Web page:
The two-bedroom town home had already caught the eye of other buyers and there were two offers on the table when Mr. Coles joined the fray. Then, one of the other buyers pulled their unconditional offer. After one round of back-and-forth with the sellers, the home was his. He got the keys in November.

"I went to this place and immediately, well, the cliché is that I was 'home,'" says Mr. Coles of the home, which features an ensuite bathroom in the master bedroom, hardwood floors, a garage and a small backyard. " … I just felt like I was so comfortable."

Patrick Rogers bought his three bedroom, two-bathroom home in Ottawa's Alta Vista neighbourhood ("15 minutes without traffic downtown, 20 minutes with," he says with a smile) when he was 28. Now 33, he just recently renewed his mortgage and has casually begun looking for a new house with his wife, Gabrielle Rogers.

Mr. Rogers, who works in regulatory affairs for Music Canada, says there was a "real sense of affordability" in Ottawa.

Growing up in the west end of Toronto, he knew how expensive the real estate market was there, but says buying in Ottawa allowed him lots of opportunities that Toronto did not.

"If this was Toronto, Alta Vista would still be part of the greater downtown core," he says. "The massive advantage of Ottawa is that you can make your purchase contingent on a home inspection and a land transfer and all these things passing. In Toronto, that's laughed it. It's like, 'do you want it or not?' There's a more level playing field and it took a lot of scariness out of [the process]."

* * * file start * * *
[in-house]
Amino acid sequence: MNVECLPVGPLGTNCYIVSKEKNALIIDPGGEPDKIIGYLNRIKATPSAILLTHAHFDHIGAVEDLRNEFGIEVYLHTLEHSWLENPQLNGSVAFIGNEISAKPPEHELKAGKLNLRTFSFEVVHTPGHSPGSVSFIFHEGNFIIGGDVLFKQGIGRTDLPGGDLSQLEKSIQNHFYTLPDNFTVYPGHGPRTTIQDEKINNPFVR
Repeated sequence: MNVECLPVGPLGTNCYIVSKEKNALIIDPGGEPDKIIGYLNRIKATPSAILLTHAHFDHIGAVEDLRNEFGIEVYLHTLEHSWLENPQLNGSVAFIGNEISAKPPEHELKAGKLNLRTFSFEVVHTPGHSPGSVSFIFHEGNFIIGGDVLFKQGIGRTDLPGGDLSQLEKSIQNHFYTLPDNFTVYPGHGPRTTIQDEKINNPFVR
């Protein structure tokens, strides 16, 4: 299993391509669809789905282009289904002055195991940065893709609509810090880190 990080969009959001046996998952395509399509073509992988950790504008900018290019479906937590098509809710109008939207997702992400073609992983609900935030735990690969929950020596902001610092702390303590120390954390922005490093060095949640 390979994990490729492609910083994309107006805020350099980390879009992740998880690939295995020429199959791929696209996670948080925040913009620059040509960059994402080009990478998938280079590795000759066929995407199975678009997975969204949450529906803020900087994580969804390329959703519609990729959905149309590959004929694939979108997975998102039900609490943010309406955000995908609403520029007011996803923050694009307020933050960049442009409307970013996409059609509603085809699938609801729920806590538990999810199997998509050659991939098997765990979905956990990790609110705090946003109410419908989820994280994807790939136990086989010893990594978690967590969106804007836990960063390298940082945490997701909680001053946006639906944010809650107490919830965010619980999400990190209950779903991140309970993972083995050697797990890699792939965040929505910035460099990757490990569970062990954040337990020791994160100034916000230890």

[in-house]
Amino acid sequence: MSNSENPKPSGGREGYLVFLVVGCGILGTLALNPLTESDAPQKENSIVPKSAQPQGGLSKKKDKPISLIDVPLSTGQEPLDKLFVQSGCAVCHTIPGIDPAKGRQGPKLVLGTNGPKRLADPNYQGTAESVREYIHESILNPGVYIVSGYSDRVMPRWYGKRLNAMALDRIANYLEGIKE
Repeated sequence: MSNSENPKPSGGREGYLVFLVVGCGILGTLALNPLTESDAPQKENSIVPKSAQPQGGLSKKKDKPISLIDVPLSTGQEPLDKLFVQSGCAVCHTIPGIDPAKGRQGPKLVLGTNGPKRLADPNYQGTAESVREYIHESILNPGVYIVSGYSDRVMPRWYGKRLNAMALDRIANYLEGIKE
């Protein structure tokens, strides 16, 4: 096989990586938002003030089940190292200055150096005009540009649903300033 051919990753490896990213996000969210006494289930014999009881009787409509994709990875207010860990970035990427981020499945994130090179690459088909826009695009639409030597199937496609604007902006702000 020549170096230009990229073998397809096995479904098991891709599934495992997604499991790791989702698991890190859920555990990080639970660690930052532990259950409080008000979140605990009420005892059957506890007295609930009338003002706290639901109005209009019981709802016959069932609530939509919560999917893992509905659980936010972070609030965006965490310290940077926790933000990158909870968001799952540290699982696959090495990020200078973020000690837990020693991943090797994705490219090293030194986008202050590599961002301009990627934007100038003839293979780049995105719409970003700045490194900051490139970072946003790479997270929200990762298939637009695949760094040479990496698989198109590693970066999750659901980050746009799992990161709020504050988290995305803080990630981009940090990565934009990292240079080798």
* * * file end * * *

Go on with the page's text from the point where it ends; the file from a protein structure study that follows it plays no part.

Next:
Whether it's a house or a condo, there are options for millennials, according to Ms. Seguin.

"Some people want to buy in the city and say 'I want to be as close to work as possible,' so they will buy the condos in the city. A lot of people are moving to neighbourhoods [outside the city] because there are a lot of young people living there," she explains. "It's about affordability."

Christine Pilon, 28, closed on her stacked townhouse in Ottawa's east end in 2016. It's 20 minutes from downtown, has two bedrooms, 2 1/2 bathrooms, two balconies, has just over 1,400 square feet of living space and a parking spot was included.

At first, Ms. Pilon, an interior designer, was looking at a new build, but her realtor convinced her that a condo-type dwelling in her price range – even with the associated fees – wasn't such a bad thing.

"Next thing you know, I'm a homeowner," she says. "When I was looking at the market … every time I would go to a house that I could afford, the realtor would mention about the roof, for example, that needed to be replaced in a couple of years. I was like, 'oh my gosh, how much would that cost?' In terms of what I could afford now, it would take up all of my savings. I didn't want to buy something and then have to come up with another chunk of cash in a couple years to replace the roof or the HVAC or whatever else might happen."

She adds: "The quality of life in Ottawa is a lot different than in Toronto and that goes hand-in-hand with affordability. I've heard stories in Toronto that a bachelor apartment is $400,000. You look at how much square footage I was able to afford – and for essentially half that cost."

That feeling is echoed by Mr. Rogers.

"With the backyard and the front yard and having the detached home … this was just not an option in Toronto," he says. "Ottawa is perfect; If you lived in Toronto, this wouldn't be happening."